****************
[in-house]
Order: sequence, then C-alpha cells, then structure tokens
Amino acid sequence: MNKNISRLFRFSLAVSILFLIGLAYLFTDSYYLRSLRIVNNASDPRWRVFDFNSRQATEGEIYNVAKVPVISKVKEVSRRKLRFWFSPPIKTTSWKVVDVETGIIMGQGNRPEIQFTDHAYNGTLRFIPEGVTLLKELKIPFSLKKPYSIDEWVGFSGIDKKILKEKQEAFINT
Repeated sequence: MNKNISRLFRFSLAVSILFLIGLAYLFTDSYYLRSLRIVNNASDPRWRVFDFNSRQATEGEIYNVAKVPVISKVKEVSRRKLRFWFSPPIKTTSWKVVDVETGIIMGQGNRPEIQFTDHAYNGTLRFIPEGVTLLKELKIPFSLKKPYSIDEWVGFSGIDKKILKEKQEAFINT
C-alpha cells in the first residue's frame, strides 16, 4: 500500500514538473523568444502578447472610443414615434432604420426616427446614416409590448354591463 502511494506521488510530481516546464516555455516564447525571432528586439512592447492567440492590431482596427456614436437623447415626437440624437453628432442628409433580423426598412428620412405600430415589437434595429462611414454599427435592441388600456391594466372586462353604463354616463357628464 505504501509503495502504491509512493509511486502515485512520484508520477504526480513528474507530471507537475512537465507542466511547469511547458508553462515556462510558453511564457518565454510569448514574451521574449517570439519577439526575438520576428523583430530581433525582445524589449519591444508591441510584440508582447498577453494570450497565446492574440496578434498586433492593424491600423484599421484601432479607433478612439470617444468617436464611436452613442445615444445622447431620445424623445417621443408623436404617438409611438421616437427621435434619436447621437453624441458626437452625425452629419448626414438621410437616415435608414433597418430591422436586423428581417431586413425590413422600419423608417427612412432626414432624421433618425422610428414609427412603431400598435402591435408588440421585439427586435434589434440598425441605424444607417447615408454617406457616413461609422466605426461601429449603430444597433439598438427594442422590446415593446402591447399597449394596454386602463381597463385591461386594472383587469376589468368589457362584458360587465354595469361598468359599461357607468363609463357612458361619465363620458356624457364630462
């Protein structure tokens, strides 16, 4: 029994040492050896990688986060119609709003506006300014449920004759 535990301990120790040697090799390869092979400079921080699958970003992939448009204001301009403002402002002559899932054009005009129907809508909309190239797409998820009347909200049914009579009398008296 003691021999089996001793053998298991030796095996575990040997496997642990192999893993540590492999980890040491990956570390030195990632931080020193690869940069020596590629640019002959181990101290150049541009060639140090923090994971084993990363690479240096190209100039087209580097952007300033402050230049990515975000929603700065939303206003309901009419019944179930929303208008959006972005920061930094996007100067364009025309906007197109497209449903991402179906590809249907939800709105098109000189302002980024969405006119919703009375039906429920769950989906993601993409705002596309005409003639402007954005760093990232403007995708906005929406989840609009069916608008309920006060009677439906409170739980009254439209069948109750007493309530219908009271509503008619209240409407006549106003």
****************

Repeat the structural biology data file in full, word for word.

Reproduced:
[in-house]
Order: sequence, then C-alpha cells, then structure tokens
Amino acid sequence: MNKNISRLFRFSLAVSILFLIGLAYLFTDSYYLRSLRIVNNASDPRWRVFDFNSRQATEGEIYNVAKVPVISKVKEVSRRKLRFWFSPPIKTTSWKVVDVETGIIMGQGNRPEIQFTDHAYNGTLRFIPEGVTLLKELKIPFSLKKPYSIDEWVGFSGIDKKILKEKQEAFINT
Repeated sequence: MNKNISRLFRFSLAVSILFLIGLAYLFTDSYYLRSLRIVNNASDPRWRVFDFNSRQATEGEIYNVAKVPVISKVKEVSRRKLRFWFSPPIKTTSWKVVDVETGIIMGQGNRPEIQFTDHAYNGTLRFIPEGVTLLKELKIPFSLKKPYSIDEWVGFSGIDKKILKEKQEAFINT
C-alpha cells in the first residue's frame, strides 16, 4: 500500500514538473523568444502578447472610443414615434432604420426616427446614416409590448354591463 502511494506521488510530481516546464516555455516564447525571432528586439512592447492567440492590431482596427456614436437623447415626437440624437453628432442628409433580423426598412428620412405600430415589437434595429462611414454599427435592441388600456391594466372586462353604463354616463357628464 505504501509503495502504491509512493509511486502515485512520484508520477504526480513528474507530471507537475512537465507542466511547469511547458508553462515556462510558453511564457518565454510569448514574451521574449517570439519577439526575438520576428523583430530581433525582445524589449519591444508591441510584440508582447498577453494570450497565446492574440496578434498586433492593424491600423484599421484601432479607433478612439470617444468617436464611436452613442445615444445622447431620445424623445417621443408623436404617438409611438421616437427621435434619436447621437453624441458626437452625425452629419448626414438621410437616415435608414433597418430591422436586423428581417431586413425590413422600419423608417427612412432626414432624421433618425422610428414609427412603431400598435402591435408588440421585439427586435434589434440598425441605424444607417447615408454617406457616413461609422466605426461601429449603430444597433439598438427594442422590446415593446402591447399597449394596454386602463381597463385591461386594472383587469376589468368589457362584458360587465354595469361598468359599461357607468363609463357612458361619465363620458356624457364630462
């Protein structure tokens, strides 16, 4: 029994040492050896990688986060119609709003506006300014449920004759 535990301990120790040697090799390869092979400079921080699958970003992939448009204001301009403002402002002559899932054009005009129907809508909309190239797409998820009347909200049914009579009398008296 003691021999089996001793053998298991030796095996575990040997496997642990192999893993540590492999980890040491990956570390030195990632931080020193690869940069020596590629640019002959181990101290150049541009060639140090923090994971084993990363690479240096190209100039087209580097952007300033402050230049990515975000929603700065939303206003309901009419019944179930929303208008959006972005920061930094996007100067364009025309906007197109497209449903991402179906590809249907939800709105098109000189302002980024969405006119919703009375039906429920769950989906993601993409705002596309005409003639402007954005760093990232403007995708906005929406989840609009069916608008309920006060009677439906409170739980009254439209069948109750007493309530219908009271509503008619209240409407006549106003």